On Sunday, my teammates and I traveled to rural California, KY for the first race of the year, the Mentor/Maysville Road Race, a 70-mile out-and-back trip on a relatively flat highway along the Ohio River. With temperatures predicted to be no higher than the very low 30s, I knew the day would be challenging.
We arrived at the staging area for the race almost three hours early, since the organizers had moved the start time back one hour so as to launch the groups in slightly warmer conditions. Regardless, it was still extremely uncomfortable.
Prior to the race, a teammate and I found ourselves using a considerably less-than-regal outdoor bathroom, complete with wooden toilet seats, open windows, waste pits instead of plumbing, and toilet paper that was nothing more than rough brown paper towels. The whole time I wondered if Erik Zabel ever had to endure such conditions when he was an amateur, or if he had always had tour buses, nightly massages, free food and decent bathrooms.
Finally the start time arrived and the very large group of racers that had amassed rolled out to the start line, a full five hilly miles away from the staging area. Chit chat was normal, if not a little preoccupied with the extremely cold winds. At least it was sunny.
We reached the start line with the Cat 1/2/3 race about to take off. Five minutes later, the Cat 3/4 race (my team's race) was launched. Heading downhill from the start, I noticed the fact that our team was at least a quarter of the field, which wasn't a surprise considering we had 12 racers present. The field, I estimate, was about 40.
Almost immediately the attacks started, and our captain ordered us to the front to police them. For the most part none were successful in getting away. Periodically a guy or two would get a gap, but within a mile be reeled back in. The pace stayed fairly high for a while.
About ten miles in, a break of five got loose, with one of our teammates in the mix. The rest of us did our best to sit on the front and block for him, slowing the pace considerably in an effort to extend the gap. Apparently up in the break, my teammate wasn't making any new friends by sitting on and refusing to work. Good tactics when you have eleven teammates behind you policing the pack, but not good if you prefer to race without hearing personal insults from your break partners.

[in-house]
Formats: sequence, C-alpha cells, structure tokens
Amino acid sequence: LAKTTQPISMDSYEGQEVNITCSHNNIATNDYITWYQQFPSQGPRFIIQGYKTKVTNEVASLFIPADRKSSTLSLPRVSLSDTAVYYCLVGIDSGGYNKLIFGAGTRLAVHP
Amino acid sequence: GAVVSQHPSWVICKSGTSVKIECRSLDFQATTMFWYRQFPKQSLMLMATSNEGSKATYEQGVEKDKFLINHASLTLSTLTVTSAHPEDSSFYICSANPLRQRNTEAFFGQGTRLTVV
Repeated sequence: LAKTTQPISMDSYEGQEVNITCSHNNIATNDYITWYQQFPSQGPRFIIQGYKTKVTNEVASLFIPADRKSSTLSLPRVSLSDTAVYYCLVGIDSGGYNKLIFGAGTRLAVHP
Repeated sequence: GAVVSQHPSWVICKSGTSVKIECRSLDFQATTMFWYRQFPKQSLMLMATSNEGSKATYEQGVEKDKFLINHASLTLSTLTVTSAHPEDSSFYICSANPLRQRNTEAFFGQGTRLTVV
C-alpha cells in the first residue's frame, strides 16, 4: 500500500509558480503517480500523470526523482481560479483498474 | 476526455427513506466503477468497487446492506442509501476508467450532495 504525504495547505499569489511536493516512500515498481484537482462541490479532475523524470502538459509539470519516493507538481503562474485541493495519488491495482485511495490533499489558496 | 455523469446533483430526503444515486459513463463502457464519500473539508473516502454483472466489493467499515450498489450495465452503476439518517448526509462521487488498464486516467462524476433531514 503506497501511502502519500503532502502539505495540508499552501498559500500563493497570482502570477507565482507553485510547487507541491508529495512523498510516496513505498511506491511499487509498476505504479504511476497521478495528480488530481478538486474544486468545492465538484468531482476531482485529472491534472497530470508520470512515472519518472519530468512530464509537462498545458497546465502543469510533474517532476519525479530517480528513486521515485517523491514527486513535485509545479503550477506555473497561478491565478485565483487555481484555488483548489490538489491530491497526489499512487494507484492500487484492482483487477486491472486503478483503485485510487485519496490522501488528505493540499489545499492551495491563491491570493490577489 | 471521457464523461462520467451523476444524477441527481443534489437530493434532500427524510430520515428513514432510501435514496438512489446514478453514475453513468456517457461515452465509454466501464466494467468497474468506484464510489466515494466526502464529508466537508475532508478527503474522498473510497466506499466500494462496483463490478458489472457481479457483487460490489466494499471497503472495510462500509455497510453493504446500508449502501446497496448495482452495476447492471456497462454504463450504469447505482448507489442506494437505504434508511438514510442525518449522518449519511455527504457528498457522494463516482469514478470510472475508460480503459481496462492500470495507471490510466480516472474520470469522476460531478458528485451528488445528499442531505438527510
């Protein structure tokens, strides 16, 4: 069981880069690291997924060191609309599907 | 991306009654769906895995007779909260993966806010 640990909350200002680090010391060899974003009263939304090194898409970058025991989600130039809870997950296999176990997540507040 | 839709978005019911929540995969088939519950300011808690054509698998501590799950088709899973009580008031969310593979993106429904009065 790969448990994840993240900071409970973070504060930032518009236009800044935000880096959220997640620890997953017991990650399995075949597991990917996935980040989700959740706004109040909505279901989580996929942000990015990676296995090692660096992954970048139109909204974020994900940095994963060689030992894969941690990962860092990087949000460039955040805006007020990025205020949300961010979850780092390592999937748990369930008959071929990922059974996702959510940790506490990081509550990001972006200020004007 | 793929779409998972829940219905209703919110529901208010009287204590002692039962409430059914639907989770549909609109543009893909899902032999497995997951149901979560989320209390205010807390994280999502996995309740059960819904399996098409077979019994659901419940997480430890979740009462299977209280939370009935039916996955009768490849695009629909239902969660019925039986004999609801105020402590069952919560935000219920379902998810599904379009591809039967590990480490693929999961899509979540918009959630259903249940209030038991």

At any rate, that break was absorbed after about fifteen or twenty miles as we neared the turn-around point. I moved to the front and started setting the pace, pushing up the speed a mile an hour or two at a time, trying to keep the attacks at bay. We hit a steady climb of about 150 meters and I stomped the pedals, stretching out the field behind me. Despite my efforts, after the climb a guy tried to jump off the front, which was chased down by a teammate, but just as he was caught, another guy jumped, and I had no choice but to follow him. I looked behind and saw that we had gotten a gap, but the original attacker didn't have the legs and dropped back, leaving just me and a Cycle Dots rider alone up front. I sat on his wheel for a second, and when he motioned for me to come through and work, I told him I wasn't interested. We were going pretty slow at that point, but I looked back and realized my entire team was up front blocking, so I changed my mind and decided to take a risk.
As we neared the turn-around, Cycle Dots and I had a gap of about fifteen seconds, and knowing that we had enjoyed a tailwind the whole way to the half-way mark, I decided to hit the gas and plow through the headwind on the way back, knowing the wind would help my team keep any chase efforts to a minimum. I did my best to keep the pace up, but the wind and the lack of work from my break partner kept us going pretty slow. Somehow, though, our lead on the pack kept growing. Despite the high winds, my lack of early-season form and an exhausted break partner, we managed to stay away for ten long miles. Along the way we picked up a guy that had been dropped from the 1/2/3 race. We tried to make him work, but the race ref pulled alongside us and told him not to help, since they didn't want to mix the categories. Oh well.